ISTANBUL - Hürriyet Daily News
Brazilians FM Patriota (R) talks to Daily News reporter Erdem Güneş. Talks over
Iran’s nuclear program could possibly be revived in the near future, says FM. DAILY NEWS photo, Emrah GÜREL
It may again be possible to revive talks over Iran’s nuclear program, according to Brazilian Foreign Minister Antonio de Aguiar Patriota, who thinks that the May 2010 deal was a missed opportunity.
“The attempt [in 2010], I think, was one of genuine good faith to adopt a confidence-building measure that would represent a step forward in dealing with a very challenging issue. What we’ve seen since May 2010 is that other strategies have not produced better results, namely the unilateral sanctions or the other threats that have been directed against Iran,” Patriota said yesterday in an interview with the Hürriyet Daily News
Iran had signed an agreement to send uranium abroad for enrichment after talks in Tehran with Turkish and Brazilian leaders in 2010. Tehran agreed to ship 1,200 kilograms of low-enriched uranium to Turkey in return for nuclear fuel rods for a medical research reactor. World powers rejected the deal because Iran
had increased its uranium stockpile.
Patriota said he had been hearing many voices saying that new talks with Iran
might be possible to bring diplomacy back to the scene in 2013. “In fact, one of the voices who hold this view is that of Carl Bildt, the Swedish Foreign Minister who will be joining me and [Turkish Foreign] Minister Davutoğlu in İzmir for a meeting the next day,” he said.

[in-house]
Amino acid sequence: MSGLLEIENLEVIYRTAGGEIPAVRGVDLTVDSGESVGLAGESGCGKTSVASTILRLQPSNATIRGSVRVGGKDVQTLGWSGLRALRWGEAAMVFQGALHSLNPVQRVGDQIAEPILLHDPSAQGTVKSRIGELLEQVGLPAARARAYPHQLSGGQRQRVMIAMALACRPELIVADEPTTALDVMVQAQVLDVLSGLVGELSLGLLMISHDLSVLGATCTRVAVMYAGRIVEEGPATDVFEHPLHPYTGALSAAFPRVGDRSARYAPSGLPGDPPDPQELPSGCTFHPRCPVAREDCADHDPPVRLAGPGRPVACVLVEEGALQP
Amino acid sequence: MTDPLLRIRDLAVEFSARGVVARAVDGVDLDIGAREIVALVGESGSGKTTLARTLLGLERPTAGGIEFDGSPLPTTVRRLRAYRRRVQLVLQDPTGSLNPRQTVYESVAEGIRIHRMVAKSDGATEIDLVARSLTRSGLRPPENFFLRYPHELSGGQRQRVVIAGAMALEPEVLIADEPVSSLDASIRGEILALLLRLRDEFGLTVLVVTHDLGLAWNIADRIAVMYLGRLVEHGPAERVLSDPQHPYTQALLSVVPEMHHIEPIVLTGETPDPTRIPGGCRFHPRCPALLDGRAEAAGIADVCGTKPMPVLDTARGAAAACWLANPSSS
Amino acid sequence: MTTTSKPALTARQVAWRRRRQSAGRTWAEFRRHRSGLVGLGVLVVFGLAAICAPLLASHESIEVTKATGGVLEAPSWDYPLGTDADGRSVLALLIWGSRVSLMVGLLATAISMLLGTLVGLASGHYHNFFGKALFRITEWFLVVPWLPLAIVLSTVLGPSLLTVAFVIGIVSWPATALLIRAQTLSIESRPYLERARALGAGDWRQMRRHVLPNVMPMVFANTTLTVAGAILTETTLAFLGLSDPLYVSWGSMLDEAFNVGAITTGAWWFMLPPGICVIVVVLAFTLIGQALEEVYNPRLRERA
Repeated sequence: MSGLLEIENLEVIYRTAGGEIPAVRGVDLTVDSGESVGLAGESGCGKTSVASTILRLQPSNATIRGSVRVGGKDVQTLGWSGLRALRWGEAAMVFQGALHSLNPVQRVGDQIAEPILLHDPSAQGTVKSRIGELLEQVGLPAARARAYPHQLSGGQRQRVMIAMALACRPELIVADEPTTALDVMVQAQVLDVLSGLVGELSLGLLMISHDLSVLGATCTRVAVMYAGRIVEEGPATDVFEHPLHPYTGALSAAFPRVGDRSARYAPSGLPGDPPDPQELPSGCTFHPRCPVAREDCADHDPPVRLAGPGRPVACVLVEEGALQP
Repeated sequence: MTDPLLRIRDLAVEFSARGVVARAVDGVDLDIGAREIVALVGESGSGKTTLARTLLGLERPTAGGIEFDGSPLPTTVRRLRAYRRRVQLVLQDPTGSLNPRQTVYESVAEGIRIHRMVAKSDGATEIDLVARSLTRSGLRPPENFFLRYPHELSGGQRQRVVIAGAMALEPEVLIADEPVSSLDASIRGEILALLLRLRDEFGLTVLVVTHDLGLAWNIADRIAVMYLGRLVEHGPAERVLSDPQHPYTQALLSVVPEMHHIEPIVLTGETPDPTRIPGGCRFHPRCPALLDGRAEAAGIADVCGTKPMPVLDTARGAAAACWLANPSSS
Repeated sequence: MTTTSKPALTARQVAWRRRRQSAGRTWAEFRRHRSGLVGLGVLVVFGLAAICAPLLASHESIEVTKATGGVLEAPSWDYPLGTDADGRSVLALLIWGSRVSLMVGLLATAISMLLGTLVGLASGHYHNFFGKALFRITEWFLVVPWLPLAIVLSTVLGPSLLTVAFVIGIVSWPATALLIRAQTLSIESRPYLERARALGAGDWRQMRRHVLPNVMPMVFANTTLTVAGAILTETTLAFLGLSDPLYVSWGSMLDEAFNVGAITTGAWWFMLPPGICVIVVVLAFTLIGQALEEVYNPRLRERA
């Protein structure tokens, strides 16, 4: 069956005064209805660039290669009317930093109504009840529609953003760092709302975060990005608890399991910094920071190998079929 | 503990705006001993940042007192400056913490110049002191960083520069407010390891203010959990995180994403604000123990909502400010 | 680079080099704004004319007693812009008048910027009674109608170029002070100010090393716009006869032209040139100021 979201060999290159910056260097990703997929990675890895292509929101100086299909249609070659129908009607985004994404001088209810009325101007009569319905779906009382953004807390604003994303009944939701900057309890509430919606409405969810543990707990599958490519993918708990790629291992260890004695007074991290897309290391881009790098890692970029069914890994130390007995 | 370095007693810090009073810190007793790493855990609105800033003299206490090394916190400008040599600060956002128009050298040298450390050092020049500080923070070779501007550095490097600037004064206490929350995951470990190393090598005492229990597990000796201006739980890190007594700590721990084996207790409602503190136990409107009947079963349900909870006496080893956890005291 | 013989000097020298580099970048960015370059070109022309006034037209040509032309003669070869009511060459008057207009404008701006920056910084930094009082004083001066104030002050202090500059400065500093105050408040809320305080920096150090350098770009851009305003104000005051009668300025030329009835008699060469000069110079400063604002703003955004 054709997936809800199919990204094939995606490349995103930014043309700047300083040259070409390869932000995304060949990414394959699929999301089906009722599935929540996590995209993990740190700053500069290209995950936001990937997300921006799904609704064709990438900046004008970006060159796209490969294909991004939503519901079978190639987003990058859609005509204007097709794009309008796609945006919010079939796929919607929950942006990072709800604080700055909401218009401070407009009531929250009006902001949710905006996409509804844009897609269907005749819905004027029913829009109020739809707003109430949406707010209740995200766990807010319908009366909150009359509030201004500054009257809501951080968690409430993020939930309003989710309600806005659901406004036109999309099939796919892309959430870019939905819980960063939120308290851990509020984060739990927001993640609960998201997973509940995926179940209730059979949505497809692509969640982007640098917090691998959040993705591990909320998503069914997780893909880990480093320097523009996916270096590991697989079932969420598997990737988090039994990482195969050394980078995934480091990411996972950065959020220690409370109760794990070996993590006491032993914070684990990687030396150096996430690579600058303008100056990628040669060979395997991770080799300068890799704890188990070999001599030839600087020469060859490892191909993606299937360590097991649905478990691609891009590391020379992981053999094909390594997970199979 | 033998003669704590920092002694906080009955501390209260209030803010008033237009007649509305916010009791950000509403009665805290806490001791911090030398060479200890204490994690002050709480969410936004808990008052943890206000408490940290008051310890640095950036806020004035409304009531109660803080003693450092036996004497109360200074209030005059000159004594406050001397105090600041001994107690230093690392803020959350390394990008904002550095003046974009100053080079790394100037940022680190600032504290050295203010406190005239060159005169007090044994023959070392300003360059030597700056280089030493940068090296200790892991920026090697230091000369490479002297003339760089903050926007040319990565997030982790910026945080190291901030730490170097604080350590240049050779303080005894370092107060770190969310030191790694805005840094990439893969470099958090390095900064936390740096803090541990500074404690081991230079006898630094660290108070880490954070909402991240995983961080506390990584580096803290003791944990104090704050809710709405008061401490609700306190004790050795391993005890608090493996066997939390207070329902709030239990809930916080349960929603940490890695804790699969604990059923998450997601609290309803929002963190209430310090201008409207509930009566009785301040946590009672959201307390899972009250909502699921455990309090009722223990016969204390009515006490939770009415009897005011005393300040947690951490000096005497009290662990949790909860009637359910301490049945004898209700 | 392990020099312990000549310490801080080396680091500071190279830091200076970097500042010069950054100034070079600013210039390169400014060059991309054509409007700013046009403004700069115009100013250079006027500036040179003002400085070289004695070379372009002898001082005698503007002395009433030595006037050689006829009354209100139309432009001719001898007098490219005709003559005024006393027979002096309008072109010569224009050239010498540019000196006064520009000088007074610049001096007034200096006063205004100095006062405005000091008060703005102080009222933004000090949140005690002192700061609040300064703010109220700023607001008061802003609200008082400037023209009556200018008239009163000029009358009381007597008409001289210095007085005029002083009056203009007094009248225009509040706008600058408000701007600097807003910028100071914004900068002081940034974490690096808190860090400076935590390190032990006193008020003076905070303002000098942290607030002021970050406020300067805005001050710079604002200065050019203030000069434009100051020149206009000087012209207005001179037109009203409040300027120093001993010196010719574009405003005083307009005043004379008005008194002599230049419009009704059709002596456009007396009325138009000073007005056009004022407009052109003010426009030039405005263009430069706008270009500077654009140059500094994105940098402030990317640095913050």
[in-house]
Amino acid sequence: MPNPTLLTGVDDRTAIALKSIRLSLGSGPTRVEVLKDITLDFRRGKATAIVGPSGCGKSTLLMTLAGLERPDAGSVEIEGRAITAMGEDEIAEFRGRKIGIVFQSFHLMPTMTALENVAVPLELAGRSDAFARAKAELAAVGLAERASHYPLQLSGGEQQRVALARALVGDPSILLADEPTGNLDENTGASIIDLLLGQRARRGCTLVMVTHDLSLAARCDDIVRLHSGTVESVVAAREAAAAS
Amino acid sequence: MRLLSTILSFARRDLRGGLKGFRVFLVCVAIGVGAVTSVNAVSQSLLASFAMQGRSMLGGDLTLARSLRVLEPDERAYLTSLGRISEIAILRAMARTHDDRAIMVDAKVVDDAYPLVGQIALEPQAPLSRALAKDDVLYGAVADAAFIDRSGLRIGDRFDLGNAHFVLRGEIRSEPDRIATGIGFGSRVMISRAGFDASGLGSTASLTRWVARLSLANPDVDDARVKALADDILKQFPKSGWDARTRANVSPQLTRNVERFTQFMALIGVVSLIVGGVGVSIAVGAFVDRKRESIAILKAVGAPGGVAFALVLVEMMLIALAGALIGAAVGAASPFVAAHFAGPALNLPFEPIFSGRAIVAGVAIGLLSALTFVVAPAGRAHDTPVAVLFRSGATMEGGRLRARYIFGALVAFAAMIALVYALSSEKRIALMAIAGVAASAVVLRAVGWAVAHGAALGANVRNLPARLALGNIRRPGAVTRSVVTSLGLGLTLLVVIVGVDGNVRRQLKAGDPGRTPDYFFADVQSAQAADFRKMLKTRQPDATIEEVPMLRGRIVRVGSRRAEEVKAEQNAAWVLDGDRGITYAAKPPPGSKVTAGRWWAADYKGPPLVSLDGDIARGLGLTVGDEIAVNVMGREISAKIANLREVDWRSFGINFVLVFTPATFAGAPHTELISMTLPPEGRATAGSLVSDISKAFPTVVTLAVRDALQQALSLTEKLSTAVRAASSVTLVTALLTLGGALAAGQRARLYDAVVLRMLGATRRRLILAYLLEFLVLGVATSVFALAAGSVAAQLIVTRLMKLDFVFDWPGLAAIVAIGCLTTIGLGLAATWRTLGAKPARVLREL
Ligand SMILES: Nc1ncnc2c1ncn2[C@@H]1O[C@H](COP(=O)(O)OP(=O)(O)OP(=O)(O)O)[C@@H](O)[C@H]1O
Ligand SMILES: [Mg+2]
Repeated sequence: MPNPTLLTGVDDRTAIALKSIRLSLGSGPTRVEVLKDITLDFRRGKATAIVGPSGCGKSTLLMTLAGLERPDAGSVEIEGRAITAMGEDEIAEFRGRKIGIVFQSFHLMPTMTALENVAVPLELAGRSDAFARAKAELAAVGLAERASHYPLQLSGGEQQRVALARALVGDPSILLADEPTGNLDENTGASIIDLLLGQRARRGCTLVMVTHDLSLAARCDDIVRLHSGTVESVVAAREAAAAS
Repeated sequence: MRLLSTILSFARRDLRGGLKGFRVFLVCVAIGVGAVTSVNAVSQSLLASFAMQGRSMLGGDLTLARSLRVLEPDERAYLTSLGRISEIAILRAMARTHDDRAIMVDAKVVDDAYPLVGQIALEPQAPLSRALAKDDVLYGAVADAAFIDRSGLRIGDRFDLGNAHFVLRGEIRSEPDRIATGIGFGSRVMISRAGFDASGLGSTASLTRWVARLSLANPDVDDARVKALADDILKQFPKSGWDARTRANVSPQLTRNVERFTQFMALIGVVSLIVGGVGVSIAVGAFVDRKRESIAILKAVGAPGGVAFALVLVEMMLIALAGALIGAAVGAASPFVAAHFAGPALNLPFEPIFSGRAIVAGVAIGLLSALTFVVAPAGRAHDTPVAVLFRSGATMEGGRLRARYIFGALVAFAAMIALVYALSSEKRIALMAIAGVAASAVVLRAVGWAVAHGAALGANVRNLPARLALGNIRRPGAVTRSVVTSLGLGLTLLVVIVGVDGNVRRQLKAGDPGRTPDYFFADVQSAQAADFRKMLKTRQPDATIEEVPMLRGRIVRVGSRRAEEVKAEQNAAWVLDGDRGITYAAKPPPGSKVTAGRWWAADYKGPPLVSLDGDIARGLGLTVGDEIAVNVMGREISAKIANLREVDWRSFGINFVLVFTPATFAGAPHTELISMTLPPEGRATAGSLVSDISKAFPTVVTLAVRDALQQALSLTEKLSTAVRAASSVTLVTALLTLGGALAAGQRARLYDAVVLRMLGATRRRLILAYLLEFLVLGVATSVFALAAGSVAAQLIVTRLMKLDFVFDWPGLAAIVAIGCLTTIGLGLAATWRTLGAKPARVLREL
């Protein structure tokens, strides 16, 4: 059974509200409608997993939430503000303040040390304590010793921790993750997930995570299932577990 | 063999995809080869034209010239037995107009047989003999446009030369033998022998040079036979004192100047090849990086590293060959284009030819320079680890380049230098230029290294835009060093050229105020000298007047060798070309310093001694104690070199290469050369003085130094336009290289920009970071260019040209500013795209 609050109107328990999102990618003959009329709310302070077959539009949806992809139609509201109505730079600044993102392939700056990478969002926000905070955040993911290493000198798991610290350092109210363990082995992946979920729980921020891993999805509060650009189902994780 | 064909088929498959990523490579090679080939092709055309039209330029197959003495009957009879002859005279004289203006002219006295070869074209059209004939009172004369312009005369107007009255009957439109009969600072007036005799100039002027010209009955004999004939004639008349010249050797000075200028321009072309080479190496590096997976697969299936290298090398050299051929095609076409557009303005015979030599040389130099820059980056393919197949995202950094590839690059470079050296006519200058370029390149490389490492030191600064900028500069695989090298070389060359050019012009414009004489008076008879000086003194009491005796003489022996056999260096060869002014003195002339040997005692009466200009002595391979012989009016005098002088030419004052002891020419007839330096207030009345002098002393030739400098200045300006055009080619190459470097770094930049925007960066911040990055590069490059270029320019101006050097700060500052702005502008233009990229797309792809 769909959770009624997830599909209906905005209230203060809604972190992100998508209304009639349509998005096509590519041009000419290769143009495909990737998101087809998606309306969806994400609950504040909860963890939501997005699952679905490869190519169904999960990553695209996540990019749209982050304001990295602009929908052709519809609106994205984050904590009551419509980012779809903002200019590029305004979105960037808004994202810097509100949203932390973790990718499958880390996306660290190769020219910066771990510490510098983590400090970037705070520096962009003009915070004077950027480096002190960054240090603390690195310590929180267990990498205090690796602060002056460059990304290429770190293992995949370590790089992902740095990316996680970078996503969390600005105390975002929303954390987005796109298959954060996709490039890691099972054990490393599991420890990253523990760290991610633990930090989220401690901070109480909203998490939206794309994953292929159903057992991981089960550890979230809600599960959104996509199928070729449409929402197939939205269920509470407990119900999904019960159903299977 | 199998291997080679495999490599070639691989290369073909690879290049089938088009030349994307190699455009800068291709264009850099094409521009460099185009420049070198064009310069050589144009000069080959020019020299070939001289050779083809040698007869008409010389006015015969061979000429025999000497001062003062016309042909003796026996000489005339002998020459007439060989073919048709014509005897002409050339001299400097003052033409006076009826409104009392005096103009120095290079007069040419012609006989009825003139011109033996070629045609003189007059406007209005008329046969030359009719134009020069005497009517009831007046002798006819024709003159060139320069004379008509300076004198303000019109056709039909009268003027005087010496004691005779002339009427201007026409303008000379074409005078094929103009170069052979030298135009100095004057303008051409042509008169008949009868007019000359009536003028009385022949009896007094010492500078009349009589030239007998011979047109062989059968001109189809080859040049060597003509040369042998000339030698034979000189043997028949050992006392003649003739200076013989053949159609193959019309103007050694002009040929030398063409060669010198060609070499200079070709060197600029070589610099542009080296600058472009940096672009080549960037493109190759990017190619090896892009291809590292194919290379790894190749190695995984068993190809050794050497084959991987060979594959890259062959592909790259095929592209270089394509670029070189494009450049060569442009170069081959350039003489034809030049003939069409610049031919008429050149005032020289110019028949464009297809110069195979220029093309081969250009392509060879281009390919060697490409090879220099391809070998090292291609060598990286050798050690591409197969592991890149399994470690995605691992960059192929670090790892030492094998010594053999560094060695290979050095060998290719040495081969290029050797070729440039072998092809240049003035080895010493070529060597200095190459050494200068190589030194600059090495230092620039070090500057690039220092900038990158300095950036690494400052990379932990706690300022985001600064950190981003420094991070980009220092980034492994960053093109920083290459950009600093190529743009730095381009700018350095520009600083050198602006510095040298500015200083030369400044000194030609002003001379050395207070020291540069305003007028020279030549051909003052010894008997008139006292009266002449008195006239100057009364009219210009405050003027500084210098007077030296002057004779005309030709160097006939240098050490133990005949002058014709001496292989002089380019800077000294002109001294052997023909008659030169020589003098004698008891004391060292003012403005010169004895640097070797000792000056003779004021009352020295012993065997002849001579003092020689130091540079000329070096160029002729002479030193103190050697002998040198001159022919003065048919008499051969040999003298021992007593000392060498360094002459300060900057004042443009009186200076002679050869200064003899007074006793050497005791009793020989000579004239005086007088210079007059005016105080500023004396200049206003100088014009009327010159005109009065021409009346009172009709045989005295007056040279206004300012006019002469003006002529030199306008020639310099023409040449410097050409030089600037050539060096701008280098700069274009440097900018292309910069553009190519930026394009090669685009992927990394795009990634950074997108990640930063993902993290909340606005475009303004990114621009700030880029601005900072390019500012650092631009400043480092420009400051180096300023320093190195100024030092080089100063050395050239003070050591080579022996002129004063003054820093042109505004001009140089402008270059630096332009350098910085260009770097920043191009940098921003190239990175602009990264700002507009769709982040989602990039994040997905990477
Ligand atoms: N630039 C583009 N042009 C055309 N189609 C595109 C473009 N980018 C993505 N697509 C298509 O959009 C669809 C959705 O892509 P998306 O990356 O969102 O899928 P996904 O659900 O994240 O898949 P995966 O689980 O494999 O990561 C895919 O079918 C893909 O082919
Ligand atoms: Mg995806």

The foreign ministers of three countries - Davutoğlu, Bildt and Patriota – are all set to attend the annual gathering of Turkish ambassadors today in İzmir to discuss a joint initiative to “prevent assaults against sacred values.”
Patriota’s comments came after Iran’s top nuclear negotiator, Saeed Jalili, said Iran
hoped talks with six major powers [the United States, Russia, France, Britain, Germany and China] about its nuclear program would begin very soon, according to Reuters.
“We gave our proposal to Russia
and they expressed their readiness for a restart of the talks. We welcome them,” Iranian National Security Council secretary Saeed Jalili was quoted as saying after a speech in New Delhi. “The venue and the time have not been finalized but we hope that these talks will start very soon.”
Patriota also said the U.N. Security Council was in need of reform over how to deal with the Iran
nuclear crisis, as the “world is undergoing a very rapid geopolitical change in the nature and distribution of economic and political power.”
“Institutions have to respond to these changes and what we see, for example in the economic and financial area, is that the G-20 already reflects this new state of affairs. The ‘brics’ are all present in the G-20. Turkey is present, South Korea, Saudi Arabia, Argentina and others,” he said, putting the blame on the U.N. format that “was established by and large after World War Two in 1945.”
Patriota suggested a new form of Security Council with two categories.
“For adopting the majority opinion, you should expand the council in two categories: permanent and non-permanent. As you expand the permanent member category I think it would be very important to look at countries that have strong economies, that represent a capacity to influence over outcomes in world affairs, and who are willing to pick up the responsibilities of participating in a Security Council that is more reflective of today’s distribution of power,” he said.
Patriota also answered a question regarding rumors that Syrian President Bashar al-Assad was seeking asylum from Brazil, saying that they had not been contacted by any official from Syria on the issue.
“We continue to support very strongly the efforts of [U.N. and Arab League envoy to Syria] Lakhdar Brahimi,” he said, adding that he thought enough blood had been shed in Syria and enough death, violence and destruction had been seen.